Photograph by Cathy Bauer
Attic Smasher: James Hunter is going to find that mouse, and when he does, it's going to pay.
British crooner James Hunter performs at this year's San Jose Jazz Festival
By Garrett Wheeler
IF YOU happened to be wandering the streets of downtown London 20 years ago, there's a good chance your attention turned, at least momentarily, to a certain street-corner crooner by the name of James Hunter. Pausing briefly, you would have inevitably taken notice of Hunter's voice, an impressive combination of throwback soul, modern grit and an air of originality hardly seen in any venue, let alone a cobblestone alley. It was this voice that captured the ear of Steve Erdman, an American tourist who would eventually start a record label with his partner, Kimberly Guise, for the sole purpose of promoting and releasing Hunter's first album, People Gonna Talk.
"Steve was traveling around London, looking for the cool places—I guess he wasn't there to see Buckingham Palace," says Hunter. "So we talked and became friends, and eventually he said, 'I've got to get you started.'
I told him, 'Don't let me stop you.'" This year's 19th Annual San Jose Jazz Festival features Hunter amid a supersized lineup of over 80 bands, including headliners Big Bad Voodoo Daddy, Manhattan Transfer and David Sanborn.
Hunter, a man who relinquished blue-collar labor for the infallibly honorable profession of sidewalk busking, long ago came to terms with the often less-than-glamorous requirements of the working musician, though he'll tell you with pride that he's "never had to work an office job or any sort of nine to five" in his life.
The native of Colchester, Essex, grew up listening to the early rock & roll records of the '50s and '60s, putting his first band together to play a show at the Colchester Labour Club.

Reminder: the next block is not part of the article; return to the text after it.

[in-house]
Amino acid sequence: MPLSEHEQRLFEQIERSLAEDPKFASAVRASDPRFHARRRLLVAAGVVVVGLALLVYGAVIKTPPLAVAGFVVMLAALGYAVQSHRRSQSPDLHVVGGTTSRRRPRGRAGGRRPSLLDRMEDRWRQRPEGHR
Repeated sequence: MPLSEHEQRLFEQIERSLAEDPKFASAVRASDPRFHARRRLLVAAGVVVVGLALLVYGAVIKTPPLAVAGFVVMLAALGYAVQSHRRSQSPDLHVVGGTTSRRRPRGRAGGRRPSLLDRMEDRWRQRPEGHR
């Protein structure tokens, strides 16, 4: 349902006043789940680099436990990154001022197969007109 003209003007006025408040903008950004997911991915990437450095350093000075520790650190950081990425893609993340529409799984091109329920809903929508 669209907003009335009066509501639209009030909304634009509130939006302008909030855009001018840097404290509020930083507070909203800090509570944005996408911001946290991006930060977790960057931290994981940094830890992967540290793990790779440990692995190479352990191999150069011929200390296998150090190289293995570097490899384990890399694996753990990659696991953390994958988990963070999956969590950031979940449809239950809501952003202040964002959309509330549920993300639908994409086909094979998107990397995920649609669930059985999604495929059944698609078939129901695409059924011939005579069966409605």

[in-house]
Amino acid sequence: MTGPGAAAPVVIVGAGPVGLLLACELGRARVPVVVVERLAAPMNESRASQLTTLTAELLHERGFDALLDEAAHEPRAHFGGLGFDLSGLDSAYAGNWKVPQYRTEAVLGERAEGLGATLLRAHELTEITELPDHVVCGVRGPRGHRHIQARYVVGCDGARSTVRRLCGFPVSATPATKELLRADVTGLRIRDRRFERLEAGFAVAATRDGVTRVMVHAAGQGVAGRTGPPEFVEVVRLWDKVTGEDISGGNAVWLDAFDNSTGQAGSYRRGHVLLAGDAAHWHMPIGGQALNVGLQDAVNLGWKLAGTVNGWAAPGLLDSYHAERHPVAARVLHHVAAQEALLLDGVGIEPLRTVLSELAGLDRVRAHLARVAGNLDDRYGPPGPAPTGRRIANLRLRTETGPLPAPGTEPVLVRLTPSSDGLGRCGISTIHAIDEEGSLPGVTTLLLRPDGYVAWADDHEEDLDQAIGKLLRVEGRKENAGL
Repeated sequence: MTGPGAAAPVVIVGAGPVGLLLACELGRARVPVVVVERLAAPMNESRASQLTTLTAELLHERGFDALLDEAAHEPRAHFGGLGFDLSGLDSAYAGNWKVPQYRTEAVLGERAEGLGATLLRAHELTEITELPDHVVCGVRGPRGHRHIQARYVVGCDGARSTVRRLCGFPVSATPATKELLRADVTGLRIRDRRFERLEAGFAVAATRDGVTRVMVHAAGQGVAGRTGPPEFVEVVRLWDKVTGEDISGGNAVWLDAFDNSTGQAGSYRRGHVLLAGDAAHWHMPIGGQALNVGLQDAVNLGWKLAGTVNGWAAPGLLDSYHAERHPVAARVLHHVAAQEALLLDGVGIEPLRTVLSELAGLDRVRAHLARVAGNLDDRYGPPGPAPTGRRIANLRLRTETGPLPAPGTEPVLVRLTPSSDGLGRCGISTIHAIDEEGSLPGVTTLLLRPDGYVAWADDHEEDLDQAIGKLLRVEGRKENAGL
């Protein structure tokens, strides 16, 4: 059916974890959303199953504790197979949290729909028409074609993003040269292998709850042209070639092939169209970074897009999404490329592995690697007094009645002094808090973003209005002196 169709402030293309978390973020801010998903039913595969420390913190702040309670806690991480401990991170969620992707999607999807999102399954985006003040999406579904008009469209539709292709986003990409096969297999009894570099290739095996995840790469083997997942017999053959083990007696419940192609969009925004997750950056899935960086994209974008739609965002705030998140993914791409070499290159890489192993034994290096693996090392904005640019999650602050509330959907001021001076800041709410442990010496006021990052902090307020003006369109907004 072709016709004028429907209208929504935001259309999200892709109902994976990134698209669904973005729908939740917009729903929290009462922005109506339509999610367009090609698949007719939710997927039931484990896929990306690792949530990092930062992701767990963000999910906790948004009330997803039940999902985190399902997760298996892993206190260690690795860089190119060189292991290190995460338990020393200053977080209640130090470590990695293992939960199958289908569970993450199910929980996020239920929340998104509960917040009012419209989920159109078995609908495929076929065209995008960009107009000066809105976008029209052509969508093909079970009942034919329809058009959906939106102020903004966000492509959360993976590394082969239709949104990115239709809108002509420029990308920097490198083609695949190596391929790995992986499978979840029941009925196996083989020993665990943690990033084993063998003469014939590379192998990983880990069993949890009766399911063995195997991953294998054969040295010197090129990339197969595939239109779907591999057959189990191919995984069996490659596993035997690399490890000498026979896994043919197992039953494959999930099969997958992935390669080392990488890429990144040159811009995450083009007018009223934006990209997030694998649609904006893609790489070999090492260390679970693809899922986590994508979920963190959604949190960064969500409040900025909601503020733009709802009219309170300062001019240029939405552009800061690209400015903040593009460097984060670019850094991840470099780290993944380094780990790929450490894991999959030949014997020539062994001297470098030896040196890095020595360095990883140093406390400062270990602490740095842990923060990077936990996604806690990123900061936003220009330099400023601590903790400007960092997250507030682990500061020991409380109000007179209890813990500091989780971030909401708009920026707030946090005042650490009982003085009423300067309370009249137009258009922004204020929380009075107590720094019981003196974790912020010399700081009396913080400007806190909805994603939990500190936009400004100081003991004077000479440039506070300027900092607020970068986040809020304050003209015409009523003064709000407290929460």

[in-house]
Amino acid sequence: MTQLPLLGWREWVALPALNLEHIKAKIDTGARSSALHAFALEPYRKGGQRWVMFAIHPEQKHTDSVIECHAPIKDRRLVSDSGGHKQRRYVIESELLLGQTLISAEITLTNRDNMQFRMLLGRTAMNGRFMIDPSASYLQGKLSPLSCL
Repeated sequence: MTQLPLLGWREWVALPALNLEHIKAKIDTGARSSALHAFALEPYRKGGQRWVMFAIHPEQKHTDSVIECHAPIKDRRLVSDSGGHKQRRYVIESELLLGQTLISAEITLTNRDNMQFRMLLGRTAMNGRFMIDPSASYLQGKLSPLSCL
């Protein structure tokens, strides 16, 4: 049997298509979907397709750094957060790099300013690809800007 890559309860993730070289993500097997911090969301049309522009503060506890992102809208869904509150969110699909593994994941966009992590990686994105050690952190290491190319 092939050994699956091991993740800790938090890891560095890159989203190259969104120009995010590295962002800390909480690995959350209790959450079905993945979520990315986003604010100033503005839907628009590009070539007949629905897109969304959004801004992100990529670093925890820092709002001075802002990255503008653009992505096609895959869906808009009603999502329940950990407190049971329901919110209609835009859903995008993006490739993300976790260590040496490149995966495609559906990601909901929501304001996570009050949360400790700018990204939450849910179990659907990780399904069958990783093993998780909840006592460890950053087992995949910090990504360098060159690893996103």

In 1984, Hunter's first original single, "Evil Eye," found its way onto a scarcely circulated rockabilly compilation, and later in the decade he released a trio of albums under the name Howlin' Wilf & the Vee-Jays. In the early '90s, Van Morrison made a stop at one of Hunter's gigs on a fan's recommendation, and quickly hired him as a backup singer. For several years, Hunter toured and recorded with Morrison, an experience Hunter refers to as "quite a giggle."
But by 2003, Hunter was 41 years old and still without a record label, so when Steve Erdman approached him with a contract in 2003, Hunter's decision to sign was immediate, and lucrative. By 2006, People Gonna Talk had found popularity among fans and critics, earning a Grammy nomination the same year. In June, Hunter released The Hard Way, which climbed promptly to the top of the U.S. Billboard Blues Chart, spending six weeks at No. 1.
Asked what accounted for the success, Hunter replies, "I think for the first time in my life my management and record company has put the time and money into it to really break through." Humble enough? "I'm just a bloke from Colchester," Hunter laughs, "I never get too big a head."
Listening to The Hard Way, it's no secret that Hunter's influences lie with the American soul singers of the early '60s, though there's also an element of stark inventiveness present in his songs. From the Philly-soul-inspired title track to the funkified standout, "Don't Do Me No Favours," The Hard Way moves and grooves the way rock & roll's greatest forefathers intended it to. In his usual modesty, Hunter denies most of the responsibility.